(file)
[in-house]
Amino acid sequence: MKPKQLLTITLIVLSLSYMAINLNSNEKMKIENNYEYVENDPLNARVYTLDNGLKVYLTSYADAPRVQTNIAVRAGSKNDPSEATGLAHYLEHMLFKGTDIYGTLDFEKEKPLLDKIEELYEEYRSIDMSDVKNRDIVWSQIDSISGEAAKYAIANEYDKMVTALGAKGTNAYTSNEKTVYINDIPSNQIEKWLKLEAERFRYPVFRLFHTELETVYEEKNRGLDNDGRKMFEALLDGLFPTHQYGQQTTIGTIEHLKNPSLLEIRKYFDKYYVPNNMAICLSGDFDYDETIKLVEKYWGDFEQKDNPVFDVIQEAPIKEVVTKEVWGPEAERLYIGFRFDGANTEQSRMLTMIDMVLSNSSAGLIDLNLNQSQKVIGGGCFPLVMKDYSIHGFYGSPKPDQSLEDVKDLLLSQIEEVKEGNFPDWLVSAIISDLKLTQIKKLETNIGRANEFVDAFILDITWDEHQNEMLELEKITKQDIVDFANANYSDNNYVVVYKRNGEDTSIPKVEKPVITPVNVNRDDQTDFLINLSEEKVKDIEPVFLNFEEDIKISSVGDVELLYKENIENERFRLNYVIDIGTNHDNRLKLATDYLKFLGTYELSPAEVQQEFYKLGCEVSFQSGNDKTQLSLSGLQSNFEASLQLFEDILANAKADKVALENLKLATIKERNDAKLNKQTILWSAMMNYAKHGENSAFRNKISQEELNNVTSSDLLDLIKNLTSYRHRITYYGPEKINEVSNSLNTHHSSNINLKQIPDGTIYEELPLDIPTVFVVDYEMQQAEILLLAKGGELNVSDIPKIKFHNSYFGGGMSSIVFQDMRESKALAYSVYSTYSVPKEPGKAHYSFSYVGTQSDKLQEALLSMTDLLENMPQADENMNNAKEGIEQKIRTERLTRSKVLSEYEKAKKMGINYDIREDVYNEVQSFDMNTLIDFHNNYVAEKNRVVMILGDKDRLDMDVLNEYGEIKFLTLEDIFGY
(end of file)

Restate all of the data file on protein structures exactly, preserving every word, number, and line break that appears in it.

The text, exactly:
[in-house]
Amino acid sequence: MKPKQLLTITLIVLSLSYMAINLNSNEKMKIENNYEYVENDPLNARVYTLDNGLKVYLTSYADAPRVQTNIAVRAGSKNDPSEATGLAHYLEHMLFKGTDIYGTLDFEKEKPLLDKIEELYEEYRSIDMSDVKNRDIVWSQIDSISGEAAKYAIANEYDKMVTALGAKGTNAYTSNEKTVYINDIPSNQIEKWLKLEAERFRYPVFRLFHTELETVYEEKNRGLDNDGRKMFEALLDGLFPTHQYGQQTTIGTIEHLKNPSLLEIRKYFDKYYVPNNMAICLSGDFDYDETIKLVEKYWGDFEQKDNPVFDVIQEAPIKEVVTKEVWGPEAERLYIGFRFDGANTEQSRMLTMIDMVLSNSSAGLIDLNLNQSQKVIGGGCFPLVMKDYSIHGFYGSPKPDQSLEDVKDLLLSQIEEVKEGNFPDWLVSAIISDLKLTQIKKLETNIGRANEFVDAFILDITWDEHQNEMLELEKITKQDIVDFANANYSDNNYVVVYKRNGEDTSIPKVEKPVITPVNVNRDDQTDFLINLSEEKVKDIEPVFLNFEEDIKISSVGDVELLYKENIENERFRLNYVIDIGTNHDNRLKLATDYLKFLGTYELSPAEVQQEFYKLGCEVSFQSGNDKTQLSLSGLQSNFEASLQLFEDILANAKADKVALENLKLATIKERNDAKLNKQTILWSAMMNYAKHGENSAFRNKISQEELNNVTSSDLLDLIKNLTSYRHRITYYGPEKINEVSNSLNTHHSSNINLKQIPDGTIYEELPLDIPTVFVVDYEMQQAEILLLAKGGELNVSDIPKIKFHNSYFGGGMSSIVFQDMRESKALAYSVYSTYSVPKEPGKAHYSFSYVGTQSDKLQEALLSMTDLLENMPQADENMNNAKEGIEQKIRTERLTRSKVLSEYEKAKKMGINYDIREDVYNEVQSFDMNTLIDFHNNYVAEKNRVVMILGDKDRLDMDVLNEYGEIKFLTLEDIFGY